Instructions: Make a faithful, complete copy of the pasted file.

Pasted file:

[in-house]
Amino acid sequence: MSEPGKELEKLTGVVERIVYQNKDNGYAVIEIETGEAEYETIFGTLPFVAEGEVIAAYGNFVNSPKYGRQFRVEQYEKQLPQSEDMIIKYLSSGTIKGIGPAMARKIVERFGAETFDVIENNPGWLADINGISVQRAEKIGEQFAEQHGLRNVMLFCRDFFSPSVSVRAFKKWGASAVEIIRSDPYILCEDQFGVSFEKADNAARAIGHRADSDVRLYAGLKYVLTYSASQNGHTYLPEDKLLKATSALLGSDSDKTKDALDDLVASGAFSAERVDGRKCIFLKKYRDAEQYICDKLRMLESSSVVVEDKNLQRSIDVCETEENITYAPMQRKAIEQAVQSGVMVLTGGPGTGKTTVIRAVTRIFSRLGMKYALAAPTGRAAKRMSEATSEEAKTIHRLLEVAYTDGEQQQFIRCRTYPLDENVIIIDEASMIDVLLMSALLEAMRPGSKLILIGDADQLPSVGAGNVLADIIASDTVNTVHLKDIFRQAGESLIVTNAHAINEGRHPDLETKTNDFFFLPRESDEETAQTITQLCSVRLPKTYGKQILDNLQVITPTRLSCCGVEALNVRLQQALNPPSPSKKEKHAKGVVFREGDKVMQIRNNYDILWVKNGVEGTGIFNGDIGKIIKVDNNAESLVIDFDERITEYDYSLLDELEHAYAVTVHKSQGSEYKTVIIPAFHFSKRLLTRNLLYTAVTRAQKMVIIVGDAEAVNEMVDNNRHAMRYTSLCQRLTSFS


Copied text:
[in-house]
Amino acid sequence: MSEPGKELEKLTGVVERIVYQNKDNGYAVIEIETGEAEYETIFGTLPFVAEGEVIAAYGNFVNSPKYGRQFRVEQYEKQLPQSEDMIIKYLSSGTIKGIGPAMARKIVERFGAETFDVIENNPGWLADINGISVQRAEKIGEQFAEQHGLRNVMLFCRDFFSPSVSVRAFKKWGASAVEIIRSDPYILCEDQFGVSFEKADNAARAIGHRADSDVRLYAGLKYVLTYSASQNGHTYLPEDKLLKATSALLGSDSDKTKDALDDLVASGAFSAERVDGRKCIFLKKYRDAEQYICDKLRMLESSSVVVEDKNLQRSIDVCETEENITYAPMQRKAIEQAVQSGVMVLTGGPGTGKTTVIRAVTRIFSRLGMKYALAAPTGRAAKRMSEATSEEAKTIHRLLEVAYTDGEQQQFIRCRTYPLDENVIIIDEASMIDVLLMSALLEAMRPGSKLILIGDADQLPSVGAGNVLADIIASDTVNTVHLKDIFRQAGESLIVTNAHAINEGRHPDLETKTNDFFFLPRESDEETAQTITQLCSVRLPKTYGKQILDNLQVITPTRLSCCGVEALNVRLQQALNPPSPSKKEKHAKGVVFREGDKVMQIRNNYDILWVKNGVEGTGIFNGDIGKIIKVDNNAESLVIDFDERITEYDYSLLDELEHAYAVTVHKSQGSEYKTVIIPAFHFSKRLLTRNLLYTAVTRAQKMVIIVGDAEAVNEMVDNNRHAMRYTSLCQRLTSFS